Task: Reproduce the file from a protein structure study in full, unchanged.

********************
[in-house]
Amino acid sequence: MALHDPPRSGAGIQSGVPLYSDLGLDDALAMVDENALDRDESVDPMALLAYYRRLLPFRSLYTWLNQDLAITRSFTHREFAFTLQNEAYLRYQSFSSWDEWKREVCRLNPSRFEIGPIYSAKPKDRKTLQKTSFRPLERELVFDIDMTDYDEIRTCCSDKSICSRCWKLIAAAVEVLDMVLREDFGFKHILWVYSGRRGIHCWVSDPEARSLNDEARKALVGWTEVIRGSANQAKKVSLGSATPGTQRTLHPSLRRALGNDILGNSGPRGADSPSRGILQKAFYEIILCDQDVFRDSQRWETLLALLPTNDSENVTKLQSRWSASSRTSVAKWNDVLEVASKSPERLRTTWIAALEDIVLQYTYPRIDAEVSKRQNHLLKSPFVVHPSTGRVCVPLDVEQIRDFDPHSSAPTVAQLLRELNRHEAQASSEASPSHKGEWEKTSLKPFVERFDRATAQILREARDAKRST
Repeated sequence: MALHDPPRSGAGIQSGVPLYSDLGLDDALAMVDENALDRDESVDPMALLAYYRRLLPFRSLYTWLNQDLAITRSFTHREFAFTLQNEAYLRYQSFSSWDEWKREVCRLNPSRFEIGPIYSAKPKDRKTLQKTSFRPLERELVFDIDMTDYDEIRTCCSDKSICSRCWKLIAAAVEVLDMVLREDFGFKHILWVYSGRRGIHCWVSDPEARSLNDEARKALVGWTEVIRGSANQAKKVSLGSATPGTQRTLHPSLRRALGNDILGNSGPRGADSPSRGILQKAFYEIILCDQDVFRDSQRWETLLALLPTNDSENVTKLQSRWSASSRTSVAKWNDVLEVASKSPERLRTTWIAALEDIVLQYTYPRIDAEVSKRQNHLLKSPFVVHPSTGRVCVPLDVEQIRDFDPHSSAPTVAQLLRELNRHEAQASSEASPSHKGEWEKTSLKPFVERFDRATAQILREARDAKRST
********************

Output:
[in-house]
Amino acid sequence: MALHDPPRSGAGIQSGVPLYSDLGLDDALAMVDENALDRDESVDPMALLAYYRRLLPFRSLYTWLNQDLAITRSFTHREFAFTLQNEAYLRYQSFSSWDEWKREVCRLNPSRFEIGPIYSAKPKDRKTLQKTSFRPLERELVFDIDMTDYDEIRTCCSDKSICSRCWKLIAAAVEVLDMVLREDFGFKHILWVYSGRRGIHCWVSDPEARSLNDEARKALVGWTEVIRGSANQAKKVSLGSATPGTQRTLHPSLRRALGNDILGNSGPRGADSPSRGILQKAFYEIILCDQDVFRDSQRWETLLALLPTNDSENVTKLQSRWSASSRTSVAKWNDVLEVASKSPERLRTTWIAALEDIVLQYTYPRIDAEVSKRQNHLLKSPFVVHPSTGRVCVPLDVEQIRDFDPHSSAPTVAQLLRELNRHEAQASSEASPSHKGEWEKTSLKPFVERFDRATAQILREARDAKRST
Repeated sequence: MALHDPPRSGAGIQSGVPLYSDLGLDDALAMVDENALDRDESVDPMALLAYYRRLLPFRSLYTWLNQDLAITRSFTHREFAFTLQNEAYLRYQSFSSWDEWKREVCRLNPSRFEIGPIYSAKPKDRKTLQKTSFRPLERELVFDIDMTDYDEIRTCCSDKSICSRCWKLIAAAVEVLDMVLREDFGFKHILWVYSGRRGIHCWVSDPEARSLNDEARKALVGWTEVIRGSANQAKKVSLGSATPGTQRTLHPSLRRALGNDILGNSGPRGADSPSRGILQKAFYEIILCDQDVFRDSQRWETLLALLPTNDSENVTKLQSRWSASSRTSVAKWNDVLEVASKSPERLRTTWIAALEDIVLQYTYPRIDAEVSKRQNHLLKSPFVVHPSTGRVCVPLDVEQIRDFDPHSSAPTVAQLLRELNRHEAQASSEASPSHKGEWEKTSLKPFVERFDRATAQILREARDAKRST